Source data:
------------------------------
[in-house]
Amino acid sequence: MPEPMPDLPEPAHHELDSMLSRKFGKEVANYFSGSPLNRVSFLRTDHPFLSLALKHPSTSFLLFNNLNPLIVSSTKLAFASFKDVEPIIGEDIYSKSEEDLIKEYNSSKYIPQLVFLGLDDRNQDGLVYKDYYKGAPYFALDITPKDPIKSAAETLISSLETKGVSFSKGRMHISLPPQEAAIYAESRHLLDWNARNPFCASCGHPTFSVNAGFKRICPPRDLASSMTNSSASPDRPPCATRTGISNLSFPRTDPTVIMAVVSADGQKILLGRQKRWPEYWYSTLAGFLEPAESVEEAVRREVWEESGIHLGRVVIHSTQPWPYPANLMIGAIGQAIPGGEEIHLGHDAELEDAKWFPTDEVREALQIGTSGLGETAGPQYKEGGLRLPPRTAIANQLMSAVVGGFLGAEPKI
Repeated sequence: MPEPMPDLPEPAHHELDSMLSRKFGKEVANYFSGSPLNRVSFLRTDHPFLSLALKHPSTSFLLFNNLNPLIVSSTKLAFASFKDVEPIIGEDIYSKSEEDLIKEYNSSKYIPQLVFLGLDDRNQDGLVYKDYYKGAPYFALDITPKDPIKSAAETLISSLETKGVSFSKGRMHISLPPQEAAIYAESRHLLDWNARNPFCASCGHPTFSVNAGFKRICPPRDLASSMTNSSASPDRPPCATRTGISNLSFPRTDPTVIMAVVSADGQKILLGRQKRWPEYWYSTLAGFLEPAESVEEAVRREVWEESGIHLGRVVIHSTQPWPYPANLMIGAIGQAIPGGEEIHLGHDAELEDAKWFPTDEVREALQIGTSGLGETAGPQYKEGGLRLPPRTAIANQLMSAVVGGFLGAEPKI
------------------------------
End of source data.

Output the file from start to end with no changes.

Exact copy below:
[in-house]
Amino acid sequence: MPEPMPDLPEPAHHELDSMLSRKFGKEVANYFSGSPLNRVSFLRTDHPFLSLALKHPSTSFLLFNNLNPLIVSSTKLAFASFKDVEPIIGEDIYSKSEEDLIKEYNSSKYIPQLVFLGLDDRNQDGLVYKDYYKGAPYFALDITPKDPIKSAAETLISSLETKGVSFSKGRMHISLPPQEAAIYAESRHLLDWNARNPFCASCGHPTFSVNAGFKRICPPRDLASSMTNSSASPDRPPCATRTGISNLSFPRTDPTVIMAVVSADGQKILLGRQKRWPEYWYSTLAGFLEPAESVEEAVRREVWEESGIHLGRVVIHSTQPWPYPANLMIGAIGQAIPGGEEIHLGHDAELEDAKWFPTDEVREALQIGTSGLGETAGPQYKEGGLRLPPRTAIANQLMSAVVGGFLGAEPKI
Repeated sequence: MPEPMPDLPEPAHHELDSMLSRKFGKEVANYFSGSPLNRVSFLRTDHPFLSLALKHPSTSFLLFNNLNPLIVSSTKLAFASFKDVEPIIGEDIYSKSEEDLIKEYNSSKYIPQLVFLGLDDRNQDGLVYKDYYKGAPYFALDITPKDPIKSAAETLISSLETKGVSFSKGRMHISLPPQEAAIYAESRHLLDWNARNPFCASCGHPTFSVNAGFKRICPPRDLASSMTNSSASPDRPPCATRTGISNLSFPRTDPTVIMAVVSADGQKILLGRQKRWPEYWYSTLAGFLEPAESVEEAVRREVWEESGIHLGRVVIHSTQPWPYPANLMIGAIGQAIPGGEEIHLGHDAELEDAKWFPTDEVREALQIGTSGLGETAGPQYKEGGLRLPPRTAIANQLMSAVVGGFLGAEPKI